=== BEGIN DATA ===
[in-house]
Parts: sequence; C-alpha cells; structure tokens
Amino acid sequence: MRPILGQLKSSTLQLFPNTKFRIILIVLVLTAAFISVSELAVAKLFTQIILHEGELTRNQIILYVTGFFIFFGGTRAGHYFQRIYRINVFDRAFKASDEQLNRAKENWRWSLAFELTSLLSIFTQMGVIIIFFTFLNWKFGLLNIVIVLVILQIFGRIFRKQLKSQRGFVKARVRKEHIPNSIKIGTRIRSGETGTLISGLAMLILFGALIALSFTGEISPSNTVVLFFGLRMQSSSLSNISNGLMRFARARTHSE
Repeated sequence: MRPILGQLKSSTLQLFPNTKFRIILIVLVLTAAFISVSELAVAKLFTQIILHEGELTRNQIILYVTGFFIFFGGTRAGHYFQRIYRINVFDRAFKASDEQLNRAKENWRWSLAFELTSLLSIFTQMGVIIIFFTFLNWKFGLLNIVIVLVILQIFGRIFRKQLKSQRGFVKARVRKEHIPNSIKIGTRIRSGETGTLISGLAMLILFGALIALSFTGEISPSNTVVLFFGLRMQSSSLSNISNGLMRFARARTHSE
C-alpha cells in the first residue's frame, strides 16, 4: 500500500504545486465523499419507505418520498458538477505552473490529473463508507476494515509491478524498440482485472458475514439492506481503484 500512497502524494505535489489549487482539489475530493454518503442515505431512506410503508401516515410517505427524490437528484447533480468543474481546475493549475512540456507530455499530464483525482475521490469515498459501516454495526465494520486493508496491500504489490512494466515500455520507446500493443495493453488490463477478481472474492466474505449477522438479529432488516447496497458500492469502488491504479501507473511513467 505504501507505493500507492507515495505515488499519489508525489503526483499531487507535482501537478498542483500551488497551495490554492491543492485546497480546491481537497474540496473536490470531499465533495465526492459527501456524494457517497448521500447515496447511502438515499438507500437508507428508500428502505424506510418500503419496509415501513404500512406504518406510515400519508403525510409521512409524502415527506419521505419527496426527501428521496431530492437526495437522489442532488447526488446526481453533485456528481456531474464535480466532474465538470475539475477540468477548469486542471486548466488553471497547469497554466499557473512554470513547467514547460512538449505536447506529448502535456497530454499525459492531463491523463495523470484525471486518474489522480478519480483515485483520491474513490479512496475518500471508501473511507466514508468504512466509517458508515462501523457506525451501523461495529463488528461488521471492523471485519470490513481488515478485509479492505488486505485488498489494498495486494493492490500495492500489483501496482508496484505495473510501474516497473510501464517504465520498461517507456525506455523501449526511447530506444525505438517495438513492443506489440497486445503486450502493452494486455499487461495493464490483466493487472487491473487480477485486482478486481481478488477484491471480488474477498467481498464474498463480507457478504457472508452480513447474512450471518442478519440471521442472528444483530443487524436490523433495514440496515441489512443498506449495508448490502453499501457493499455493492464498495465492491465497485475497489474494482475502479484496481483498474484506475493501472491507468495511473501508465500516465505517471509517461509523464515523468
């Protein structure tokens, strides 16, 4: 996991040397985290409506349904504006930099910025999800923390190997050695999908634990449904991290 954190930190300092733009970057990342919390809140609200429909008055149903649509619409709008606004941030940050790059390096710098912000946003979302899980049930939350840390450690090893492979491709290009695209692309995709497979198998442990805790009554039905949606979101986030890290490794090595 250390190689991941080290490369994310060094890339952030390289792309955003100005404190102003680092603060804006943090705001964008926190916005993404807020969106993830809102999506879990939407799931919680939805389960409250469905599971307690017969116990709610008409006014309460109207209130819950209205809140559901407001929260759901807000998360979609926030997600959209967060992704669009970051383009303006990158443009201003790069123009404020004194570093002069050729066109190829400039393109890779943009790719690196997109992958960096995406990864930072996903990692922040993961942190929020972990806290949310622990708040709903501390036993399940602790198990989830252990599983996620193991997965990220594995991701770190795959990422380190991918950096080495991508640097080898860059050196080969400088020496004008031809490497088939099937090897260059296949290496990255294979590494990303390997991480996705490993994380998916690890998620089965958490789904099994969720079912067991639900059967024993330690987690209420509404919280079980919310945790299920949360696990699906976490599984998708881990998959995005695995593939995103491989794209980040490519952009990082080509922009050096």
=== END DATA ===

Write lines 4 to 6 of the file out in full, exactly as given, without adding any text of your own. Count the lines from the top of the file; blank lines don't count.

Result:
Repeated sequence: MRPILGQLKSSTLQLFPNTKFRIILIVLVLTAAFISVSELAVAKLFTQIILHEGELTRNQIILYVTGFFIFFGGTRAGHYFQRIYRINVFDRAFKASDEQLNRAKENWRWSLAFELTSLLSIFTQMGVIIIFFTFLNWKFGLLNIVIVLVILQIFGRIFRKQLKSQRGFVKARVRKEHIPNSIKIGTRIRSGETGTLISGLAMLILFGALIALSFTGEISPSNTVVLFFGLRMQSSSLSNISNGLMRFARARTHSE
C-alpha cells in the first residue's frame, strides 16, 4: 500500500504545486465523499419507505418520498458538477505552473490529473463508507476494515509491478524498440482485472458475514439492506481503484 500512497502524494505535489489549487482539489475530493454518503442515505431512506410503508401516515410517505427524490437528484447533480468543474481546475493549475512540456507530455499530464483525482475521490469515498459501516454495526465494520486493508496491500504489490512494466515500455520507446500493443495493453488490463477478481472474492466474505449477522438479529432488516447496497458500492469502488491504479501507473511513467 505504501507505493500507492507515495505515488499519489508525489503526483499531487507535482501537478498542483500551488497551495490554492491543492485546497480546491481537497474540496473536490470531499465533495465526492459527501456524494457517497448521500447515496447511502438515499438507500437508507428508500428502505424506510418500503419496509415501513404500512406504518406510515400519508403525510409521512409524502415527506419521505419527496426527501428521496431530492437526495437522489442532488447526488446526481453533485456528481456531474464535480466532474465538470475539475477540468477548469486542471486548466488553471497547469497554466499557473512554470513547467514547460512538449505536447506529448502535456497530454499525459492531463491523463495523470484525471486518474489522480478519480483515485483520491474513490479512496475518500471508501473511507466514508468504512466509517458508515462501523457506525451501523461495529463488528461488521471492523471485519470490513481488515478485509479492505488486505485488498489494498495486494493492490500495492500489483501496482508496484505495473510501474516497473510501464517504465520498461517507456525506455523501449526511447530506444525505438517495438513492443506489440497486445503486450502493452494486455499487461495493464490483466493487472487491473487480477485486482478486481481478488477484491471480488474477498467481498464474498463480507457478504457472508452480513447474512450471518442478519440471521442472528444483530443487524436490523433495514440496515441489512443498506449495508448490502453499501457493499455493492464498495465492491465497485475497489474494482475502479484496481483498474484506475493501472491507468495511473501508465500516465505517471509517461509523464515523468
């Protein structure tokens, strides 16, 4: 996991040397985290409506349904504006930099910025999800923390190997050695999908634990449904991290 954190930190300092733009970057990342919390809140609200429909008055149903649509619409709008606004941030940050790059390096710098912000946003979302899980049930939350840390450690090893492979491709290009695209692309995709497979198998442990805790009554039905949606979101986030890290490794090595 250390190689991941080290490369994310060094890339952030390289792309955003100005404190102003680092603060804006943090705001964008926190916005993404807020969106993830809102999506879990939407799931919680939805389960409250469905599971307690017969116990709610008409006014309460109207209130819950209205809140559901407001929260759901807000998360979609926030997600959209967060992704669009970051383009303006990158443009201003790069123009404020004194570093002069050729066109190829400039393109890779943009790719690196997109992958960096995406990864930072996903990692922040993961942190929020972990806290949310622990708040709903501390036993399940602790198990989830252990599983996620193991997965990220594995991701770190795959990422380190991918950096080495991508640097080898860059050196080969400088020496004008031809490497088939099937090897260059296949290496990255294979590494990303390997991480996705490993994380998916690890998620089965958490789904099994969720079912067991639900059967024993330690987690209420509404919280079980919310945790299920949360696990699906976490599984998708881990998959995005695995593939995103491989794209980040490519952009990082080509922009050096």